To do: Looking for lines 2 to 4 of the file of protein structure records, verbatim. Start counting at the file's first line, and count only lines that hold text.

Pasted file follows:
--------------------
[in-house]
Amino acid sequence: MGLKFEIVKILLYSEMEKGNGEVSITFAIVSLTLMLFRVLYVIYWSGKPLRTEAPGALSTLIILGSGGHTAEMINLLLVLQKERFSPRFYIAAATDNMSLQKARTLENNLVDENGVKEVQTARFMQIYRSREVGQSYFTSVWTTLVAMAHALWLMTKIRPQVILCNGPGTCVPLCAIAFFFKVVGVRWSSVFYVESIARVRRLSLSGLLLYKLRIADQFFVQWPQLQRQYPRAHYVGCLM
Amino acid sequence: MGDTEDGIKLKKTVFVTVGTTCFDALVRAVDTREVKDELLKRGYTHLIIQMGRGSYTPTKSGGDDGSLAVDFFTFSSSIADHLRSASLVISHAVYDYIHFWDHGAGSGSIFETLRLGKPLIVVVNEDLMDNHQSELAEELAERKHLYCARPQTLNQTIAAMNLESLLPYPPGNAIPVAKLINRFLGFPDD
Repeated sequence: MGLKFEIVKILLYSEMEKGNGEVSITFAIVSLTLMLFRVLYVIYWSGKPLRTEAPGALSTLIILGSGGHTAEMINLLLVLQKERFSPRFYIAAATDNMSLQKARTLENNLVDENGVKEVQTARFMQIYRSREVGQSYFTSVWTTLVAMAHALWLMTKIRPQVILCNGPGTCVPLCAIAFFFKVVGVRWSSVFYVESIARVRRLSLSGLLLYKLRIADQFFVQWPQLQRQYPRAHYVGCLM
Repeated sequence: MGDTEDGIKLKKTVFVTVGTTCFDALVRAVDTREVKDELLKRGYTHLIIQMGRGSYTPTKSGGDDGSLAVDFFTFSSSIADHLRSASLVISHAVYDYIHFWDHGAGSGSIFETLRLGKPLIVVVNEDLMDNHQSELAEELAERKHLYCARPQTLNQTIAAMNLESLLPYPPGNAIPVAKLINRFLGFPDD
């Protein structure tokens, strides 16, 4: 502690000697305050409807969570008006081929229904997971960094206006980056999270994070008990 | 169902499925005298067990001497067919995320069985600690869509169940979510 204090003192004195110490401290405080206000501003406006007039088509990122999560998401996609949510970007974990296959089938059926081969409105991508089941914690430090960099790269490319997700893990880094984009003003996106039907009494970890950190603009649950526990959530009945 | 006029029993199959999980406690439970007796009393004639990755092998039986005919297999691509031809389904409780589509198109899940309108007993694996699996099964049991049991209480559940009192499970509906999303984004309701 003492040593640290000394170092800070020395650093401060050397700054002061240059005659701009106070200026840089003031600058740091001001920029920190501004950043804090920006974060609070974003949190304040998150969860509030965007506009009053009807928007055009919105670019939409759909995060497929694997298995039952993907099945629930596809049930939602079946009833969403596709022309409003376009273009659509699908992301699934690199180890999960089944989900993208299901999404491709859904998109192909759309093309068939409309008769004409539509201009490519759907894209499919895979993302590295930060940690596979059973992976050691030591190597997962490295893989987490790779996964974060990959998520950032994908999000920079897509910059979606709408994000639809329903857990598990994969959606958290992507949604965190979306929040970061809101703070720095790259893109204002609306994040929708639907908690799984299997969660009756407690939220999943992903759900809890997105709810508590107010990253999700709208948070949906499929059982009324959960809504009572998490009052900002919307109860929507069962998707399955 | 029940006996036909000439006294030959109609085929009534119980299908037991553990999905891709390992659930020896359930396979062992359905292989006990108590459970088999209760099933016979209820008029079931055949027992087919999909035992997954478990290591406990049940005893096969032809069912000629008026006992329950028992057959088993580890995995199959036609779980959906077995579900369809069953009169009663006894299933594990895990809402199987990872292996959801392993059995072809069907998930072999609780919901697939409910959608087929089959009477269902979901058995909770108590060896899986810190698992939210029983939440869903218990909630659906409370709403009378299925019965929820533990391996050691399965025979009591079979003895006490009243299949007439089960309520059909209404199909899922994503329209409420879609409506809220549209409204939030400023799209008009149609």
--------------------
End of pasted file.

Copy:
Amino acid sequence: MGLKFEIVKILLYSEMEKGNGEVSITFAIVSLTLMLFRVLYVIYWSGKPLRTEAPGALSTLIILGSGGHTAEMINLLLVLQKERFSPRFYIAAATDNMSLQKARTLENNLVDENGVKEVQTARFMQIYRSREVGQSYFTSVWTTLVAMAHALWLMTKIRPQVILCNGPGTCVPLCAIAFFFKVVGVRWSSVFYVESIARVRRLSLSGLLLYKLRIADQFFVQWPQLQRQYPRAHYVGCLM
Amino acid sequence: MGDTEDGIKLKKTVFVTVGTTCFDALVRAVDTREVKDELLKRGYTHLIIQMGRGSYTPTKSGGDDGSLAVDFFTFSSSIADHLRSASLVISHAVYDYIHFWDHGAGSGSIFETLRLGKPLIVVVNEDLMDNHQSELAEELAERKHLYCARPQTLNQTIAAMNLESLLPYPPGNAIPVAKLINRFLGFPDD
Repeated sequence: MGLKFEIVKILLYSEMEKGNGEVSITFAIVSLTLMLFRVLYVIYWSGKPLRTEAPGALSTLIILGSGGHTAEMINLLLVLQKERFSPRFYIAAATDNMSLQKARTLENNLVDENGVKEVQTARFMQIYRSREVGQSYFTSVWTTLVAMAHALWLMTKIRPQVILCNGPGTCVPLCAIAFFFKVVGVRWSSVFYVESIARVRRLSLSGLLLYKLRIADQFFVQWPQLQRQYPRAHYVGCLM